How much does Wall Street really fear Barack Obama?
And what are investors in general supposed to think, and do, about their portfolios with Obama coming to power?
The battered stock market kicked off this week looking hopeful. On Tuesday, as Obama seemed all but assured of winning the White House, the Standard & Poor's 500 index jumped 4.1%.
That was followed on Wednesday and Thursday by the worst two-day decline of this year-old bear market, slashing 10% off the S&P.
Welcome, Mr. President-elect!
On Friday, after Obama's first post-election news conference, the S&P finished the day with a gain of 2.9%.
But did stocks' swings this week have anything at all to do with Obama? Racked by the credit crisis and the growing likelihood of a deep recession, financial markets have been given to extremes for the last two months, mostly to the downside. The presidential race added to the uncertainty, but it never was the main driver of this market turmoil.
Obama's supporters believe he has the solutions needed to get the economy growing again. Stabilize the financial system and fix the economy, and the stock market should respond positively -- right?
But plenty of people believe Obama's ideas will be somewhere between hurtful and ruinous for investors over time.
Tom Kerr, who helps manage $2.5 billion in stocks for Reed, Conner & Birdwell Inc. in L.A., asserts that many of the policies Obama has espoused are "job destroyers and are bad for all size businesses in America."
He ticks off his list: "Less free trade . . . more business regulation . . . increased union power . . . higher tax rates on big consumer spenders."
Kerr also notes that Obama has proposed a windfall-profits tax on oil companies. Kerr suspects Obama would start with Big Oil, then move to boost taxes on other industries -- say, the big drug companies.
Obama's image with investors such as Kerr wasn't helped by the Illinois senator's comments, in the famous exchange with Joe the Plumber, about wanting to "spread the wealth around."
"Socialist!" the Republicans screamed. In America, that word is a guaranteed spine-chiller for the richest of the investor class, and even for the not so richest.
Any of the well-heeled who need an excuse to sell stocks now, even with the S&P 500 down 40% from its 2007 peak, can cite another Obama promise: his plan to hike the maximum tax on long-term capital gains and dividends to 20% from 15% for couples earning more than $250,000 a year.
Let's do the math. You've got a $200,000 long-term stock gain to cash in. At a 15% tax rate, you'd keep $170,000 of that. At a 20% tax rate, you'd keep $160,000.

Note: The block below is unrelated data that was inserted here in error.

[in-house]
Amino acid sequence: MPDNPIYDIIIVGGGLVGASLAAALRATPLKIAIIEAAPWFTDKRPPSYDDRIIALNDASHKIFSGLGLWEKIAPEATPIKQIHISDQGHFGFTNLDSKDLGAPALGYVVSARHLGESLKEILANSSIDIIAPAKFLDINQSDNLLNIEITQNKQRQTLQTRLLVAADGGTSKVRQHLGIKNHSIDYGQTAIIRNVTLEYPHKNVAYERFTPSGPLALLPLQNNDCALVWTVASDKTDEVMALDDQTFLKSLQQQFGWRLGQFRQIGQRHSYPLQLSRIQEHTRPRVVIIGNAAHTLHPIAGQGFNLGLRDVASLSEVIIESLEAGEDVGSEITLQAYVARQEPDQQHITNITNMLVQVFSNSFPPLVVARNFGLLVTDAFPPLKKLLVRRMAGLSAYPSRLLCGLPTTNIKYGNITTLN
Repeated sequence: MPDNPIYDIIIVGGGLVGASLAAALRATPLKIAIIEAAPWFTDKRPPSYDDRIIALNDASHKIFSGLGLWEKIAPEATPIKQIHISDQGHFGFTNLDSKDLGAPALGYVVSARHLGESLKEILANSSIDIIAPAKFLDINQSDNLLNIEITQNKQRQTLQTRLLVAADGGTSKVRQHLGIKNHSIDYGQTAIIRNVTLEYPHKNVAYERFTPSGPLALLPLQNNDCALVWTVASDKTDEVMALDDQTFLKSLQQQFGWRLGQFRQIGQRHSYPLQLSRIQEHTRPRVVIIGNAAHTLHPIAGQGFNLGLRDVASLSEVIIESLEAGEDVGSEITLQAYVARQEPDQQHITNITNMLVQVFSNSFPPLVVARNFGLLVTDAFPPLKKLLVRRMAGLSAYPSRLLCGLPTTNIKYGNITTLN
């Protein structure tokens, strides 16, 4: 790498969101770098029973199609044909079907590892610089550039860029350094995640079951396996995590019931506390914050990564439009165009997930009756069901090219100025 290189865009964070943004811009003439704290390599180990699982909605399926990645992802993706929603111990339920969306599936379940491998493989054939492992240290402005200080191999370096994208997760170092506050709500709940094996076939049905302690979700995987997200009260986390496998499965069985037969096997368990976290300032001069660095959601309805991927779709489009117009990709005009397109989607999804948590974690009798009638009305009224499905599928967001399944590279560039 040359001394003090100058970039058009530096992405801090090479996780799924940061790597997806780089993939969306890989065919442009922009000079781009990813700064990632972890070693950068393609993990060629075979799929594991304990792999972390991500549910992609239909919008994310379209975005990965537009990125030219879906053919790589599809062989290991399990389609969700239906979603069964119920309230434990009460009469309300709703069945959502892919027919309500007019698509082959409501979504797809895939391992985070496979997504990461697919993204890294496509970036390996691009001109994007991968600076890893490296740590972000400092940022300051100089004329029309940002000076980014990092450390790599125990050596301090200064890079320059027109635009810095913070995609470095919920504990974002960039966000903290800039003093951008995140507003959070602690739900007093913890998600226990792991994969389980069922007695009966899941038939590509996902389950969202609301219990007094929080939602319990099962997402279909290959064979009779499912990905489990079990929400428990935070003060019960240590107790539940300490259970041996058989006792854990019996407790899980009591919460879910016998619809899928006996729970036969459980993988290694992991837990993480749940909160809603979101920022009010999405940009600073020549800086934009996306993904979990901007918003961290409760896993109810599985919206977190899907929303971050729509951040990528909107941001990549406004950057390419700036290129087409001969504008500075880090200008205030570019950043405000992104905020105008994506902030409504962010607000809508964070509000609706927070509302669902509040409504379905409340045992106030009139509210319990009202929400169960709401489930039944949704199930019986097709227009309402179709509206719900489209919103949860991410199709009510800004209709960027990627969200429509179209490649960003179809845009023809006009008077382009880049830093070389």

But what if the stock is 25% higher a year from now because the economy is coming out of recession, thanks to -- or in spite of -- Obama's policies? If your long-term gain is $250,000 a year from now, and the tax rate is 20%, your net gain would be $200,000.
Giles Almond, who manages $155 million for clients as head of Matrix Wealth Advisors in Charlotte, N.C., says most of his investors are taking a practical view of Obama.
"The gist of what I hear is, 'Let's wait and see,' " Almond said. "People know that any politician doesn't end up implementing more than a fraction of what they intend to do."
Almond, who said he didn't vote for Obama, recalled that "there was a similar level of apprehension when Bill Clinton came to office." Whatever else Clinton did, he wasn't bad for stocks in the '90s.
Many analysts predict that Obama's focus in 2009 will have to be stimulating the economy and avoiding moves that could deepen the recession.
All things considered, the stock market should like the idea of more fiscal stimulus. And that spending may eat up resources that otherwise would fund the Obama agenda that some investors fear.
"Some [ideas], like universal healthcare, may be temporarily constrained by their large budget impacts," Bank of America economists wrote in a post-election report. "Others, like higher taxes on higher-income households, capital gains and dividends, likely will be delayed until the economy improves."
There is, however, the potential for the new Democratic majority in Congress to push Obama more toward the kind of government-engineered "wealth spreading" that could be a long-term drag on entrepreneurship and investment.
Yet even if Obama and Congress aggressively pursue a classic liberal agenda, it's silly to think that would leave the stock market devoid of opportunities.
When the economy recovers -- as I said, either because of or in spite of Obama -- many stocks will respond accordingly.
Even with his misgivings about Obama, Kerr says some stocks already are too cheap to ignore. His list includes media giant Time Warner Inc. and banking titan JPMorgan Chase & Co.
In the meantime, some investors are going with what may be a fail-safe approach in preparing their portfolios for Obama. They're buying tax-free municipal bonds.
Muni yields of, say, 4% or higher are attractive on their own merit for many investors, but they'll become more attractive if tax rates rise, notes Rick Keller, head of Keller Financial Group in Irvine.
"I think we'll inevitably see higher tax rates down the road," he says.